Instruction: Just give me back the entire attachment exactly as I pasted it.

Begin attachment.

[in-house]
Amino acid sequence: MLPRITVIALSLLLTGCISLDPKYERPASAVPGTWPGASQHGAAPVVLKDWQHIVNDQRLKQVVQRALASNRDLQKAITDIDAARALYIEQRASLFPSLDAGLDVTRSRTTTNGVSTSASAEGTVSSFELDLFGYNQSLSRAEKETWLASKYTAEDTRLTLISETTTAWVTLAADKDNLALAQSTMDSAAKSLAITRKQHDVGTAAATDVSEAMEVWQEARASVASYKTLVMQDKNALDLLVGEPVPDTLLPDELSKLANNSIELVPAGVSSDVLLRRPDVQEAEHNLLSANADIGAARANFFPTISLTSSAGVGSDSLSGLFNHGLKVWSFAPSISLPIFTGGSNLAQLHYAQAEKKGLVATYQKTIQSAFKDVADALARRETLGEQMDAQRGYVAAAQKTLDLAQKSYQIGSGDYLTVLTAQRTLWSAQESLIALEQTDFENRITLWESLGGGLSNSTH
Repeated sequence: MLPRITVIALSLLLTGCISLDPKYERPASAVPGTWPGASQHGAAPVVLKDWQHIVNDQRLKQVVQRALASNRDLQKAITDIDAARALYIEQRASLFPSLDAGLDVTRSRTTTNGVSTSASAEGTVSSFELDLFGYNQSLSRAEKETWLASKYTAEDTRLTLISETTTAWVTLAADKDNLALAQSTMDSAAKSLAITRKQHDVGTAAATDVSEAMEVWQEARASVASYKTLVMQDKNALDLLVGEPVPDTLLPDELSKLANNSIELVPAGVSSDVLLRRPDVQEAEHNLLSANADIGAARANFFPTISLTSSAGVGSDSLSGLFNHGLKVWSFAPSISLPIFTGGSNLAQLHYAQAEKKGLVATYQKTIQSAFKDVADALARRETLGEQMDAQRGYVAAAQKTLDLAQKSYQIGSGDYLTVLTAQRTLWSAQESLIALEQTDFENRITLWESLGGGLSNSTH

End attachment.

[in-house]
Amino acid sequence: MLPRITVIALSLLLTGCISLDPKYERPASAVPGTWPGASQHGAAPVVLKDWQHIVNDQRLKQVVQRALASNRDLQKAITDIDAARALYIEQRASLFPSLDAGLDVTRSRTTTNGVSTSASAEGTVSSFELDLFGYNQSLSRAEKETWLASKYTAEDTRLTLISETTTAWVTLAADKDNLALAQSTMDSAAKSLAITRKQHDVGTAAATDVSEAMEVWQEARASVASYKTLVMQDKNALDLLVGEPVPDTLLPDELSKLANNSIELVPAGVSSDVLLRRPDVQEAEHNLLSANADIGAARANFFPTISLTSSAGVGSDSLSGLFNHGLKVWSFAPSISLPIFTGGSNLAQLHYAQAEKKGLVATYQKTIQSAFKDVADALARRETLGEQMDAQRGYVAAAQKTLDLAQKSYQIGSGDYLTVLTAQRTLWSAQESLIALEQTDFENRITLWESLGGGLSNSTH
Repeated sequence: MLPRITVIALSLLLTGCISLDPKYERPASAVPGTWPGASQHGAAPVVLKDWQHIVNDQRLKQVVQRALASNRDLQKAITDIDAARALYIEQRASLFPSLDAGLDVTRSRTTTNGVSTSASAEGTVSSFELDLFGYNQSLSRAEKETWLASKYTAEDTRLTLISETTTAWVTLAADKDNLALAQSTMDSAAKSLAITRKQHDVGTAAATDVSEAMEVWQEARASVASYKTLVMQDKNALDLLVGEPVPDTLLPDELSKLANNSIELVPAGVSSDVLLRRPDVQEAEHNLLSANADIGAARANFFPTISLTSSAGVGSDSLSGLFNHGLKVWSFAPSISLPIFTGGSNLAQLHYAQAEKKGLVATYQKTIQSAFKDVADALARRETLGEQMDAQRGYVAAAQKTLDLAQKSYQIGSGDYLTVLTAQRTLWSAQESLIALEQTDFENRITLWESLGGGLSNSTH